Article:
So almost on cue, Amazon introduces the Echo.
Echo is a tube shaped cloud device that recognizes your voice, answers questions and basically acts like an always-on Siri on steroids. At a glance it looks like it has the potential to be a supremely useful device to have in the home.
Of course, we think the Echo is Trojan horse, and Greg Kumparak of TechCrunch agrees.
Amazon is in the business of selling you things — and that is why Echo exists.
For now, Echo’s shopping-centric functionality is limited to helping you add things to your shopping list.
Need some pickles? Cool. Just say “Alexa, add pickles to my shopping list.” (Note: Echo listens for the word “Alexa” by default. You can pick a different name, it seems.) It won’t order them for you yet. It’ll just add them to a list for you to look at later.
But if Echo sees any sort of success, just watch how fast that will change.
You’ll be able to say “Alexa, order me a copy of Kung Fu Panda 2,” and it’ll be done.
“Alexa, order me some dope-ass high thread count egyptian cotton sheets.” Bam. Done. Sheets are on the way.
One-click purchase becomes no-click purchase. Your entire house (or at least, anything within earshot of Alexa) becomes the impulse-buy candy shelf from the grocery store’s checkout lane.
While other online retailers scramble to optimize their shopping carts, Amazon continues to do that too. Amazon is also innovating methods to take their shopping cart offline and embed it seamlessly in our day-to-day lives.
So while Amazon weaves themselves into the fabric of their customers’ life stories, will other retailers be able to keep up?
Probably not without working just as hard as Amazon does to understand its customer.
This week over at LinkedIn, we shared some data from a Kapost study about the critical role content is playing in marketing strategy and how Buyer Legends can pull all your disparate content efforts into a cohesive and accountable customer experience.
Murray Newlands over at Inc. explained how the Buyer Legends process can be used to hack your growth.
How your organization prices products and services tells your customers a story about your brand, in this post you can read how J.C. Penney learned this lesson the hard way.
Anthony shared an example of how simply telling a story using a series of banner ads can have a nice impact on conversion. And we also wrote about how Steve Jobs built a legendary brand story and how after 30 years, that brand story is still exactly the same.
Bryan Eisenberg wrote about the future of CRO (Conversion Rate Optimization) for eConsultancy.
Today is also the last day to grab a free copy of Buyer Legends – The Executive Storytellers Guide. Currently the book has 52 5 star reviews, for a overall 4.9 star rating and it hit #1 in Marketing.
Your support means everything to us, thank you!
You don’t have to be an Apple fan-boy to understand or appreciate the mojo of Apple’s brand story. When Steve Jobs returned to Apple in 1997 it’s brand story was tribal, but anemic and small. Jobs needed to take that tribalism in his small base of customers and expand it beyond the PC vs. Mac war , a war that Apple was losing. As a result the “Think Different” campaign was born.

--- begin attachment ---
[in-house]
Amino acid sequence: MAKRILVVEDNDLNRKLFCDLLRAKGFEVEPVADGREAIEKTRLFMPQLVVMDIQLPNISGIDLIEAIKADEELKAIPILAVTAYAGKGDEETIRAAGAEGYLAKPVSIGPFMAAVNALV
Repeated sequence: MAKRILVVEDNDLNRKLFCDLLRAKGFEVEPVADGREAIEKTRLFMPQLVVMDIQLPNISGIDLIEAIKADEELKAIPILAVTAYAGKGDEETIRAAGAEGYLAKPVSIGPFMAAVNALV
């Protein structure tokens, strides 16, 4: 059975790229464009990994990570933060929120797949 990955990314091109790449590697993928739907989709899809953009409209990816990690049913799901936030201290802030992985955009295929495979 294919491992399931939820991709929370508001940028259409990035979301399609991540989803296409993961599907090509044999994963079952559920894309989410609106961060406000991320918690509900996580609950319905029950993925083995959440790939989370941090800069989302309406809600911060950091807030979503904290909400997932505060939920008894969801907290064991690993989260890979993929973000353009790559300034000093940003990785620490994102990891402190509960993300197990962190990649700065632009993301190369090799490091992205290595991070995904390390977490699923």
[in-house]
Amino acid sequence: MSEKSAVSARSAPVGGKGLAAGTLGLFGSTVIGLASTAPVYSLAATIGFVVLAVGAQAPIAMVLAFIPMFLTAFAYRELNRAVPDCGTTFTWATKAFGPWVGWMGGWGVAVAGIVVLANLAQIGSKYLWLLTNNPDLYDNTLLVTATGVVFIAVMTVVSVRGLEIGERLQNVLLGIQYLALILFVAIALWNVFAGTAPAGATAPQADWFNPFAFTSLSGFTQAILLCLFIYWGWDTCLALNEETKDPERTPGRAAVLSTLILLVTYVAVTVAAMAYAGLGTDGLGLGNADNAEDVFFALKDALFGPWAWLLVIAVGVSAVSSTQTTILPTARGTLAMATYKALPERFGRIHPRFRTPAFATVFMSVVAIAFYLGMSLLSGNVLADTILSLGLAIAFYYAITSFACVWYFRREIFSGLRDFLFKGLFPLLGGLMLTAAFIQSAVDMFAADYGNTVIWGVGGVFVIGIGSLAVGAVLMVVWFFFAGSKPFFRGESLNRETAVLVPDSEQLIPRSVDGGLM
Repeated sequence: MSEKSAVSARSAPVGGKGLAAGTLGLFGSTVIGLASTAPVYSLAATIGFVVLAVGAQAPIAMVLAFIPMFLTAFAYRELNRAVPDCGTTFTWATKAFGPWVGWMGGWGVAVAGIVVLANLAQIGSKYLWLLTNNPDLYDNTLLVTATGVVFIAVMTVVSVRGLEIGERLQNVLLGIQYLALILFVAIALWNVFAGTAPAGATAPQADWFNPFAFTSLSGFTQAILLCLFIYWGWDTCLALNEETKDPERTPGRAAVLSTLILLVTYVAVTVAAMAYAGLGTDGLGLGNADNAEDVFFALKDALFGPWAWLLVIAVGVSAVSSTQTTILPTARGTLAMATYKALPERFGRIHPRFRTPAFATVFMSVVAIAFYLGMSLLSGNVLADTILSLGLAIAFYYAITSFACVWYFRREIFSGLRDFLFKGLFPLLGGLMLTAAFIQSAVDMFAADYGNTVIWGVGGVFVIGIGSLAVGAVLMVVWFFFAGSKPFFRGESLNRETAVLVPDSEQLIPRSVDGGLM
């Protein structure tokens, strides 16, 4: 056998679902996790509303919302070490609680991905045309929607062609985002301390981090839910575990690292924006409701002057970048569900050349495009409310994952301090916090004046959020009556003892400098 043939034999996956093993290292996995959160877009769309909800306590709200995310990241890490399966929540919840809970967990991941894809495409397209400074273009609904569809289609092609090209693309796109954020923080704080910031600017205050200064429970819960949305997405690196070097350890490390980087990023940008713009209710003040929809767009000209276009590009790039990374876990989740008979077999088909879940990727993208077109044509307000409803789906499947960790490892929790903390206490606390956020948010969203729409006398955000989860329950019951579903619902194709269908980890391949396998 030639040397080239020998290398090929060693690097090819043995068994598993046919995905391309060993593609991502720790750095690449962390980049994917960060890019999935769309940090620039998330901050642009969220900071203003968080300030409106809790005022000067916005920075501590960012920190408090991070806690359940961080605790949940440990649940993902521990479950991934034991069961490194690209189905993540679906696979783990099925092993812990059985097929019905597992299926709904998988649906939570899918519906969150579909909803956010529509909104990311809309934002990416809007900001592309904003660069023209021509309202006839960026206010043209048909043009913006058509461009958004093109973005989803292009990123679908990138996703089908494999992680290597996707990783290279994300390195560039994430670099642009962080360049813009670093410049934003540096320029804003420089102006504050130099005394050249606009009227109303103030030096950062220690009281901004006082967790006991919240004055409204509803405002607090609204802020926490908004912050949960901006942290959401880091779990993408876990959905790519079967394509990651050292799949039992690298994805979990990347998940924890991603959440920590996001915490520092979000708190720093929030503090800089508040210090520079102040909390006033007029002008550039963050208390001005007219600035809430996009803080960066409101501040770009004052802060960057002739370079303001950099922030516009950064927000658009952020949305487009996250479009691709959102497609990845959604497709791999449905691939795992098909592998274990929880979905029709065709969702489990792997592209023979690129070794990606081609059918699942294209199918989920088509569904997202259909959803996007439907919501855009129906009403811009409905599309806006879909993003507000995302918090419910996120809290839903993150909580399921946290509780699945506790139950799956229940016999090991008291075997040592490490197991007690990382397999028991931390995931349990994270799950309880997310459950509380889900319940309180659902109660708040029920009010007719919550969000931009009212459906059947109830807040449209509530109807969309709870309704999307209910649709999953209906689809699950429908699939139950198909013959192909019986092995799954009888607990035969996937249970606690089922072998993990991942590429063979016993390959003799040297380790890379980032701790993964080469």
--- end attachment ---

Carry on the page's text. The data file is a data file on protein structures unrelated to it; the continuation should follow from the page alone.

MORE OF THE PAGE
So instead of telling a story about the company, a product, or even a philosophy, Jobs decided to tell a story about Mac users by placing them in the same category as some of the worlds movers and shakers like Einstein, Dylan, Lennon, Earhart, etc…
Steve jobs created a Brand Legend where the hero of the story were his customers.
In an internal meeting introducing this campaign to Apple Jobs describes the ad:
“It honors those people who have changed the world. Some of them are alive, some of them are not. But the ones that aren’t, as you’ll see, we know that if they ever used a computer it would have been a Mac.”
Fast forward 17 years, and a market valuation that now exceeds Microsoft, we can see that the Apple brand story is still the same. Here is the video they featured at their introduction of the iPhone 6 and the Apple Watch.
The most powerful brand stories are not about the brand, they are about the customers. What is your brand story about?
To some, the idea of using story and storytelling in a business setting feels like some airy fairy pixie dusted exercise in touchy feely-ness. It’s understandable. For some STORY equals FICTION, and what use is fiction in business? In our practice the stories, or Buyer Legends we write and use are based on market research, real customer interactions and use cases. And the stories are not fictional, but rather speculative. In addition they serve as predictive models of customer behavior that can be tested and optimized. Don’t think of storytelling as some romantic notion, instead view it as an established construct for more effective communications both with customers and with your team.
There is no shortage of evidence that storytelling works either. A joint research study by Facebook and Adaptly found that a series of sequenced ads that tell the customer a story about the product/service far outperform those ads that sought to get people to take action immediately. Chad Brooks of Business News Daily writes…
“The researchers found that among those who saw the sequenced ads compared with those who saw the non-sequenced ads, there was an 87 percent increase in people visiting the landing page. Additionally, there was a 56 percent increase in email subscription rates among people who saw the sequenced ads.”
You, I, and your customers are wired for story. That is not a fairy tale, that is a reality. Ignore it at your own risk.
Want to know more about unleashing the power of story in your business? Get your copy of Buyer Legend – The Executive Storyteller’s Guide.
Bernadette Jiwa over at The Story of Telling writes.